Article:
At the moment, he’s having a massive wobble and isn’t sure whether he’ll finish. His plan is to have lots of hot food, change his socks and then see how he feels. Apparently Sim is Action Man. You decide.

80s action man and Sim
Sim vs Action Man – who’s who?

Hopefully Pascal has rejoined the runners entering the pit stop by now and is about to refuel and refresh and then make the decision whether or not to go on.

I’m sure the lack of sleep last night hasn’t helped. There were hotel drunks banging on the door at 4am when they were both up at 5:45. All the way to Carlisle they had joked about having to share a double bed and when they got there… yes, you’ve guessed it. They were told on check-in that the hotel was full, despite having pre-booked. Pascal said the bed was so uncomfortable that he chose to sleep on the floor for preference and leave the bed to Sim. He cannot recommend an Ibis.

So, maybe it’s that. Then again, 42 miles is further than his feet have ever had to carry him in any 12 hour period so he could also recognise that this is a phenomenal achievement and anything from here on is just a bonus achievement. He’s got a local 10k in 2 weeks and the next of three more RatRace event is 3 weeks today so a broken Pascal on the first event is going to make the next four very uncomfortable.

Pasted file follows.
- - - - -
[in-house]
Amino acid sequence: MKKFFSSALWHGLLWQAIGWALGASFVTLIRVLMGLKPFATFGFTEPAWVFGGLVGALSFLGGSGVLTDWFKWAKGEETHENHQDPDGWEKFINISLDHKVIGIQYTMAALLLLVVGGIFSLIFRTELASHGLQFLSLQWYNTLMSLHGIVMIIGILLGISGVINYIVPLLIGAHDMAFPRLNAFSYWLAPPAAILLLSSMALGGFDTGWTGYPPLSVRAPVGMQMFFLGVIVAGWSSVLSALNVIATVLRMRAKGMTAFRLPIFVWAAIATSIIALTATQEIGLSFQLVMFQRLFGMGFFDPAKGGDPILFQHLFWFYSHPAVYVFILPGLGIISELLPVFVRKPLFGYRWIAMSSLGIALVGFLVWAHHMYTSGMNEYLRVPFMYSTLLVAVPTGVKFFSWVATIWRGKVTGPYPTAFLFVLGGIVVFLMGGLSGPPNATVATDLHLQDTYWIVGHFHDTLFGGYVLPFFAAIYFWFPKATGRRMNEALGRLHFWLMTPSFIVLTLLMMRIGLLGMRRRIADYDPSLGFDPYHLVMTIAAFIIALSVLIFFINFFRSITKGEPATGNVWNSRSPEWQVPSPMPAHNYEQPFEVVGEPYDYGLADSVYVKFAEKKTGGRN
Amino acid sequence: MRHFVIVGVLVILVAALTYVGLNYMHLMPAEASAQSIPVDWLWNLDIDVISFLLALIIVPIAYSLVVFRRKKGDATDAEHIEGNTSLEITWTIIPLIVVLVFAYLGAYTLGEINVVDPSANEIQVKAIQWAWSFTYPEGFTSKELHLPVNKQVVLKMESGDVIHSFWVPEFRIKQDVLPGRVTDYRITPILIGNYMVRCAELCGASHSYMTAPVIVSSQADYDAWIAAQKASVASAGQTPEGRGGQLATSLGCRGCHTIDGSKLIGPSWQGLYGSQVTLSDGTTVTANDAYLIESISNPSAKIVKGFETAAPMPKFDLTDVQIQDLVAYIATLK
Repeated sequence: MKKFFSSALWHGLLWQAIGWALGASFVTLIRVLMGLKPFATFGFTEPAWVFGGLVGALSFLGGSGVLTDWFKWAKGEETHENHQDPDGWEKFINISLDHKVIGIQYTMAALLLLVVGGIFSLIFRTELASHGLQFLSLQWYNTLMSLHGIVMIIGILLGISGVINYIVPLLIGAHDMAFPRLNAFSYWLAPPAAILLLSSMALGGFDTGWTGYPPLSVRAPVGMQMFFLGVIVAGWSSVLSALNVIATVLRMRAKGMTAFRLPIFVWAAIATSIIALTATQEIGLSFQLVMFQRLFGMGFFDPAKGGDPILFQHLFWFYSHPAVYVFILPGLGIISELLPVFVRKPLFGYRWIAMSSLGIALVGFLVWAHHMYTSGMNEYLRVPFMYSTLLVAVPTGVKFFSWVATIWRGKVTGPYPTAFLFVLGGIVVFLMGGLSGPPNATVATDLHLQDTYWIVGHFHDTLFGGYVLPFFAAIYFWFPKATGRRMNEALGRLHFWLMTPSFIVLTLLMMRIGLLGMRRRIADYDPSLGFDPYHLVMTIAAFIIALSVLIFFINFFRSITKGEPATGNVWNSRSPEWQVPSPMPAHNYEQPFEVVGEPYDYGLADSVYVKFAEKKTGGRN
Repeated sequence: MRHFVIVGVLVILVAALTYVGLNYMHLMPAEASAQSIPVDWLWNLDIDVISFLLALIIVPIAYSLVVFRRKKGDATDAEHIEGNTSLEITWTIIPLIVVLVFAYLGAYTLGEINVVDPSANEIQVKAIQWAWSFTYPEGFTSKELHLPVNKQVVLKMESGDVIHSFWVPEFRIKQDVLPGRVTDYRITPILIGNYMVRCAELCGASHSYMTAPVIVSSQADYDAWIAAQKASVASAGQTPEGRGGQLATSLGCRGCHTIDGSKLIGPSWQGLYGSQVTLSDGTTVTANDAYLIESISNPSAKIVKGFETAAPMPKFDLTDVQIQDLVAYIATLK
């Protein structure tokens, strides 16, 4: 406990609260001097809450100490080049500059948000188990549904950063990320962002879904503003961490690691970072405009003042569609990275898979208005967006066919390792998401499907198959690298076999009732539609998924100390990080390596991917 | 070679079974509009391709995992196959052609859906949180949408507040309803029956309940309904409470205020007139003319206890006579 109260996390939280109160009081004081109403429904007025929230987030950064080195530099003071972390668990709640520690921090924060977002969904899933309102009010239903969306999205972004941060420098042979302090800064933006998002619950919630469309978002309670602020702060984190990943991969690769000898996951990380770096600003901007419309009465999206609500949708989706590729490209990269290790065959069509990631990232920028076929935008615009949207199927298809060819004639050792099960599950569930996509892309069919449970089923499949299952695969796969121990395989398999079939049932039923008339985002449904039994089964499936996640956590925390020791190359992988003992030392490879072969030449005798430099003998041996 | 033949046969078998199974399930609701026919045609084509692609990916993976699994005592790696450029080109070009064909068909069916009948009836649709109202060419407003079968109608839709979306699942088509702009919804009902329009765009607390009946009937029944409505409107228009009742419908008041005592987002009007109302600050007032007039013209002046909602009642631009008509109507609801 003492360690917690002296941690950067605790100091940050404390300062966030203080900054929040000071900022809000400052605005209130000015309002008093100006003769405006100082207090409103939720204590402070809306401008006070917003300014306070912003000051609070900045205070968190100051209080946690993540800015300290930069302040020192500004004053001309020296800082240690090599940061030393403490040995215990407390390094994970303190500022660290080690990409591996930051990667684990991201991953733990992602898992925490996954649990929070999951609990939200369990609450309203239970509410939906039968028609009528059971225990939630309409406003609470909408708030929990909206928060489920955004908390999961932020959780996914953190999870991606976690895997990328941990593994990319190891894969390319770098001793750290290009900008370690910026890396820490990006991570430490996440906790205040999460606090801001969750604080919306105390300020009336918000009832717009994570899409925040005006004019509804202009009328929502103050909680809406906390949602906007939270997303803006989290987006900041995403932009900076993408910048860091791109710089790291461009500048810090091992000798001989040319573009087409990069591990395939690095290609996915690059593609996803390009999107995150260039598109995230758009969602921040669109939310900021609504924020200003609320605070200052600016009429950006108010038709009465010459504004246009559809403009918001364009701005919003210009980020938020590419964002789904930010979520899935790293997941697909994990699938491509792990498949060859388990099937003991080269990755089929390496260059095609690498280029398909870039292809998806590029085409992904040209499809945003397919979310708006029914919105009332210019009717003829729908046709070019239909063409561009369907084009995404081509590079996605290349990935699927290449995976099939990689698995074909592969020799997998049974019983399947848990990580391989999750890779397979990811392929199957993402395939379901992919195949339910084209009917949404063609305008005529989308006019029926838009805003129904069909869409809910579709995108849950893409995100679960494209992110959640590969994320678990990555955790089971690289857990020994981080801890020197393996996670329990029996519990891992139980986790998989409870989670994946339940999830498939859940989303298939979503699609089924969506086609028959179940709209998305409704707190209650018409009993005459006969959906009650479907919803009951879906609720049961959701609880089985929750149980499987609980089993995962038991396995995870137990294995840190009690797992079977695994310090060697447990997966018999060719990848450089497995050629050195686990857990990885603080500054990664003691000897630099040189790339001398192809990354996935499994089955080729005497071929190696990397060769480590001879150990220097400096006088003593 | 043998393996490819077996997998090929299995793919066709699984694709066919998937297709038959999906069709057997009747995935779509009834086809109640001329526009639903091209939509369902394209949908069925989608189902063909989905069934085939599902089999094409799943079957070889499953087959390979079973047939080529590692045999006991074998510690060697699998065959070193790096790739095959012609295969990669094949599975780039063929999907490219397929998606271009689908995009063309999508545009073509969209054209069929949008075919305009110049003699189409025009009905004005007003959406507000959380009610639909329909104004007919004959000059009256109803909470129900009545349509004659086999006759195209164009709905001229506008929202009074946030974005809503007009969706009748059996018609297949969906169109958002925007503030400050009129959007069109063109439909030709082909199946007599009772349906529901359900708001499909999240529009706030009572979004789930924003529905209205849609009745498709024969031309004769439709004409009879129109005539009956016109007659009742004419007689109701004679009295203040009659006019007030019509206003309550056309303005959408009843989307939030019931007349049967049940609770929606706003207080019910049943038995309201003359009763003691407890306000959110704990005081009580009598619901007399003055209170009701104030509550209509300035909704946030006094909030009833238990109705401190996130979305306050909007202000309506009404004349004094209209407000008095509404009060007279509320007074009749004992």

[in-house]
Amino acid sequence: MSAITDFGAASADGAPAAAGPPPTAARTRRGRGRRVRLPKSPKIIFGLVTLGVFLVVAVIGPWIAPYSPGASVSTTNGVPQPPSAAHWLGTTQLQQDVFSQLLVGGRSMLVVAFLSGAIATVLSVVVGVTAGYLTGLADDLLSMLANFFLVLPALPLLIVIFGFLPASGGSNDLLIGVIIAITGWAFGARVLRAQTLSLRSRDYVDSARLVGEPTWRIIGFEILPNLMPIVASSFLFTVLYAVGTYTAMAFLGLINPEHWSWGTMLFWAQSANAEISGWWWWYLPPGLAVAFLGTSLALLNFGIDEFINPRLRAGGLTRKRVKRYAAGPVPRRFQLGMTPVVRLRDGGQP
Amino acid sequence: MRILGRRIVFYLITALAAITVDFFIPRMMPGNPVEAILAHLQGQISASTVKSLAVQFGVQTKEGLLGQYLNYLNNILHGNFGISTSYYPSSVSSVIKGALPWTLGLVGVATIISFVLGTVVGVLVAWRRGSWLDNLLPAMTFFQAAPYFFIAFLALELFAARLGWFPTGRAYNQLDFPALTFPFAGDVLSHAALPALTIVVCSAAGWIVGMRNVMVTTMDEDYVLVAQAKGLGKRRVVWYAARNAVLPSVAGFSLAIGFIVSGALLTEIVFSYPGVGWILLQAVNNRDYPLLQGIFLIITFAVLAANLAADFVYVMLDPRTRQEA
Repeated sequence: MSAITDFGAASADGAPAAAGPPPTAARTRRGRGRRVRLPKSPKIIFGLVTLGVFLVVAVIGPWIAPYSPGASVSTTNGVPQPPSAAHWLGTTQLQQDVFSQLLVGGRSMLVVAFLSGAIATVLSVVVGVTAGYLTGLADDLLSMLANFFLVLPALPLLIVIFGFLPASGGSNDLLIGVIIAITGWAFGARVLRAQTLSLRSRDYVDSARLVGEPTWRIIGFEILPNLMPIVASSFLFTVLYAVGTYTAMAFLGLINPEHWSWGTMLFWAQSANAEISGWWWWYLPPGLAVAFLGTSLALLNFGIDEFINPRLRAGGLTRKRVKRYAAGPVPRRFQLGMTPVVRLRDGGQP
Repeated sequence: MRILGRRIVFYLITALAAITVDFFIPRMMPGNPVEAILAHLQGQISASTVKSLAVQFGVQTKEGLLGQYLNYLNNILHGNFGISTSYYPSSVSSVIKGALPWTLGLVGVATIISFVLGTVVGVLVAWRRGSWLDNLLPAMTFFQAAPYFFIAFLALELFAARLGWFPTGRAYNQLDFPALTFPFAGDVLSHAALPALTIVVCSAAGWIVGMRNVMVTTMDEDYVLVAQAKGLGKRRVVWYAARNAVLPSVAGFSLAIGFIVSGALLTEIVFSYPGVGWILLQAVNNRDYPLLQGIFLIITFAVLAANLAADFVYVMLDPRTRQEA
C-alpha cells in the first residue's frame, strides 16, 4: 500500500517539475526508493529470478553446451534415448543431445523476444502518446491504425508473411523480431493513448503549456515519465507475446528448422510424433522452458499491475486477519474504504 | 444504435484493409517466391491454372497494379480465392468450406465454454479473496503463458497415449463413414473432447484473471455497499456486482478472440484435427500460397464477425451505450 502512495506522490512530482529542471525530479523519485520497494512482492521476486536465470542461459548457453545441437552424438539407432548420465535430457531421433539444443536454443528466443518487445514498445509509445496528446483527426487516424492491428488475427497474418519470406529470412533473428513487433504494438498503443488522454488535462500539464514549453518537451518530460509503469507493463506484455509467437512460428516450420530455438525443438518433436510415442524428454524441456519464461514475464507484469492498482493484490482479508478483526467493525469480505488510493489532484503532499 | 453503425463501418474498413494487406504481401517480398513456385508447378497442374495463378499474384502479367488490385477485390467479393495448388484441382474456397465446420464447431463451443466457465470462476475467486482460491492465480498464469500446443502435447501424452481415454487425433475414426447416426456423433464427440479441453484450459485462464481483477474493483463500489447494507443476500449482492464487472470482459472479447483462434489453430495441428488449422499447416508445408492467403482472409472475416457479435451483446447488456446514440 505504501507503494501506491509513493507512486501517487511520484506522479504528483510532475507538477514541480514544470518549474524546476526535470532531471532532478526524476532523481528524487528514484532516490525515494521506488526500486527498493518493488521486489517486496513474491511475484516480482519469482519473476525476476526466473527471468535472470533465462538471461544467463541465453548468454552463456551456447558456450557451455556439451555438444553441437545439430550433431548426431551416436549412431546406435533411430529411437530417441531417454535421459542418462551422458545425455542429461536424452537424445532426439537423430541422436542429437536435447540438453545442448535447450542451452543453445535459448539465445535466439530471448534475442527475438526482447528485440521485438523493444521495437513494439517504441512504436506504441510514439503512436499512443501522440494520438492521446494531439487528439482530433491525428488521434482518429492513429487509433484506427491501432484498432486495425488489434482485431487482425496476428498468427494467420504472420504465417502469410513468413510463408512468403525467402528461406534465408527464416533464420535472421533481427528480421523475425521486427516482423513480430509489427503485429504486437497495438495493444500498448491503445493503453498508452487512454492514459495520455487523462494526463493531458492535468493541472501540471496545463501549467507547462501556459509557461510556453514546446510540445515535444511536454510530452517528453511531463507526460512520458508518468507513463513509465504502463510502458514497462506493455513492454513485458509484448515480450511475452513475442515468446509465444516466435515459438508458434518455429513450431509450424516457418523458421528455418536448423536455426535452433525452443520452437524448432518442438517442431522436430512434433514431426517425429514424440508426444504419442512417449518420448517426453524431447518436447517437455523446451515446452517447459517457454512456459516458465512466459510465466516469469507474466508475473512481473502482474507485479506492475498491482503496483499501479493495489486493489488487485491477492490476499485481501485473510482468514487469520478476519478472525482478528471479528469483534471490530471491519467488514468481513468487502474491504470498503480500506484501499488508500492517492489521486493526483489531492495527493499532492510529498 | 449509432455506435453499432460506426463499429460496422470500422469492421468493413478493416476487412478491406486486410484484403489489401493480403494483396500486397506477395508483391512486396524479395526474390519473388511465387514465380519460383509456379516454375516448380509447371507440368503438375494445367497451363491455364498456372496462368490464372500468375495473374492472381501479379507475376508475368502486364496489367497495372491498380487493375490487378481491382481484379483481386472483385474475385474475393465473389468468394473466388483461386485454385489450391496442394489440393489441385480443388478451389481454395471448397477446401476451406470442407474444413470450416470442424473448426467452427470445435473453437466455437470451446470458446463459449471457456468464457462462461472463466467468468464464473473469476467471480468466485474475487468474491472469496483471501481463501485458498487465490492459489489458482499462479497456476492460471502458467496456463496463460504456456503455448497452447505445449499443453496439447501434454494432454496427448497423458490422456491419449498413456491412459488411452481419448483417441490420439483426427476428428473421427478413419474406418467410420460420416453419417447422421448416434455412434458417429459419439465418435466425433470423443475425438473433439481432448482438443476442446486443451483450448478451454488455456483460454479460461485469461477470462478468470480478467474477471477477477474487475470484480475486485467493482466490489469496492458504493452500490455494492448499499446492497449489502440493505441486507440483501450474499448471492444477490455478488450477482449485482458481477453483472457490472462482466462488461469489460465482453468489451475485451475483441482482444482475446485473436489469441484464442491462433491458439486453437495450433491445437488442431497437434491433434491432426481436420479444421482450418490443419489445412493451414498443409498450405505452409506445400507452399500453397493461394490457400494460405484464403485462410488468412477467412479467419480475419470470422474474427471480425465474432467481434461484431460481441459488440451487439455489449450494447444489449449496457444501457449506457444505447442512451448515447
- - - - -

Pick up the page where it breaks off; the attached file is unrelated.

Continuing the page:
2012 They say it’s all over…

Pascal has made the very difficult decision to stop. He’s feeling like a fraud despite having achieved an enormous physical challenge. I’ll put it down to the sheer exhaustion and the desperate need for some “fresh, clear, well-seasoned perspective” as his favourite restaurant critic would say.

42 miles. 42. It’s the answer, of course.

And now we’ve answered that question (again) it’s time to look forward to the next post in the Stupid Stunts category – Man vs Coast. This time he’ll be running along the Cornish Coast from St Michael’s Mount up to the North coast and all the way round to Sennen. It’s about 23 miles in total. Sim will be with him again (they’re making sure they get good value from their RatRace annual race passes!).

Three weeks to recover/get fitter depending on your own perspective and hopefully this will feel much more achievable from the off, knowing that they easily covered that distance in about 6 hours today.

Pascal and Sim eating hot food
Pascal “I’m only here for the scampi fries” and Action Sim at Hexham